Ninth Grade Counts Site Visits
This August, over 30 of our engaged funders, partners and community members joined All Hands Raised for one of four Ninth Grade Counts Field Trips — it meant a lot to our school and community partners, and the students they serve, that our guests took the time to visit with them and see impact this summer’s 16 programs, operating at 26 sites, have on our kids. As one former student said at a visit, “Ninth Grade Counts gave me the wings to fly.”
This is the ninth summer All Hands Raised has partnered across Multnomah County to ensure that our eighth grade students, especially those most at risk of dropping out, have the opportunity to start high school on strong footing. As our guests experienced, All Hands Raised provides services to our Ninth GradeCounts (NGC) partners, including:
Facilitating Data Collection and Analysis
Since 2009, NGC has served more than 7,800 students–76% students of color, 76% low-income students, and 26% English Language Learners. All Hands Raised pulls data from multiple data systems at our schools and partner organizations to ensure programs are able to learn from one another and to focus on what’s making an impact.
- Academic priority students (those at risk of not graduating) who participate in NGC meet the crucial “on track to graduate” threshold by earning six credits in ninth grade at an average of 7 percentage points higher than those who do not participate.
- Academic priority participants consistently earn an average of more than the required six credits.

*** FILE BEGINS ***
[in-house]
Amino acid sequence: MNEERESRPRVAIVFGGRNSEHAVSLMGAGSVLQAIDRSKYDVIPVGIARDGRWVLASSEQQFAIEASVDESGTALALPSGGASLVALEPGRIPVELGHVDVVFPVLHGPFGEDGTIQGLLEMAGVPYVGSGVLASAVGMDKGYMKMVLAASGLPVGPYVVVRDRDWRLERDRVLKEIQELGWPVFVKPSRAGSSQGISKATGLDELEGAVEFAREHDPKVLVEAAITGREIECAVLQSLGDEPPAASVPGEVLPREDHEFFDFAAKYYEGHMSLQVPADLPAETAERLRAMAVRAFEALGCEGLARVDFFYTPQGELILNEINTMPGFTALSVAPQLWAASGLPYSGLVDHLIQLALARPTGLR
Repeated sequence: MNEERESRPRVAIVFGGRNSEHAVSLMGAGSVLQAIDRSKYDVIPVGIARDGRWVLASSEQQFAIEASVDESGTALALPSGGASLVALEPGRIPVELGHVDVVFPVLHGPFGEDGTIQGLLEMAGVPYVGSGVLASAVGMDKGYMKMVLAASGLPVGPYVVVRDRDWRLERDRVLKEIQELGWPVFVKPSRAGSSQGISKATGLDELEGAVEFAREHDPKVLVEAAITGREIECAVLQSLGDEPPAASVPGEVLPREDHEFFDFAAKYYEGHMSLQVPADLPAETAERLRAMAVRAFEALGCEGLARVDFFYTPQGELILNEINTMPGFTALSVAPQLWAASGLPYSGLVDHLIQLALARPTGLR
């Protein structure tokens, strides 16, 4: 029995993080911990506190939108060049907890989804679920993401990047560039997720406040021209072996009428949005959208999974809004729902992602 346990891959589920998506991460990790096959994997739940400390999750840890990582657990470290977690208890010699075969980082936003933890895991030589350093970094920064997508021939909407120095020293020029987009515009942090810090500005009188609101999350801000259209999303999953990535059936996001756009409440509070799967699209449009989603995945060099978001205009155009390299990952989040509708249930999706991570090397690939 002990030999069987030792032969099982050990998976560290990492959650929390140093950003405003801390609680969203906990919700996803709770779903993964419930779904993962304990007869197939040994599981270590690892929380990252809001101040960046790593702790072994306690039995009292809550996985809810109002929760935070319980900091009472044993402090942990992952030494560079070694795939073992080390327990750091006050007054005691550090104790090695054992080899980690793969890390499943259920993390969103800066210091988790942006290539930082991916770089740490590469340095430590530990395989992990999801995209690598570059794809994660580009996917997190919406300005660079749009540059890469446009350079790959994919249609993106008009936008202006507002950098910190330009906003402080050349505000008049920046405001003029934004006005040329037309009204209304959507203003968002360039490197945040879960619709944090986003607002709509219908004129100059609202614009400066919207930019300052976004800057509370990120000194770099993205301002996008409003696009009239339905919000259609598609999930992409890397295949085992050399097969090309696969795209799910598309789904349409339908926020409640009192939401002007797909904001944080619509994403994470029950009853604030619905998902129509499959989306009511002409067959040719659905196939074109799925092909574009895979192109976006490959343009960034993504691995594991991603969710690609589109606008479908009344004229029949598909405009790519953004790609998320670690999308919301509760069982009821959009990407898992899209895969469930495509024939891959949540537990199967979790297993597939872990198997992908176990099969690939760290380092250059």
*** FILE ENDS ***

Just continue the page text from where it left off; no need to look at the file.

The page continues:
Ensuring Students are Awarded Credit: A Key Predictor of Student Success
Students complete meaningful and academically-aligned learning through NGC’s programs, yet prior to 2013, students who participated in a NGC program that was run by a culturally specific organization or other nonprofit could not receive academic credit for participating. All Hands Raised brought together curriculum directors from six districts to develop a process to ensure all students who complete a rigorous summer program earn credit. As a result, by 2015, 96% of participating students received elective credit, allowing them to start high school a step closer to graduation. This system upgrade–where our community organizations are integrated and aligned–has generated national interest.
For nearly a decade All Hands Raised has helped keep our community focused on the critical transition into high school. You see it built into the budgets and strategic priorities of our partner schools and organizations, signaling the systemic change necessary to improving outcomes.
Our students succeed when we all work together to provide the support and interventions to keep them on track.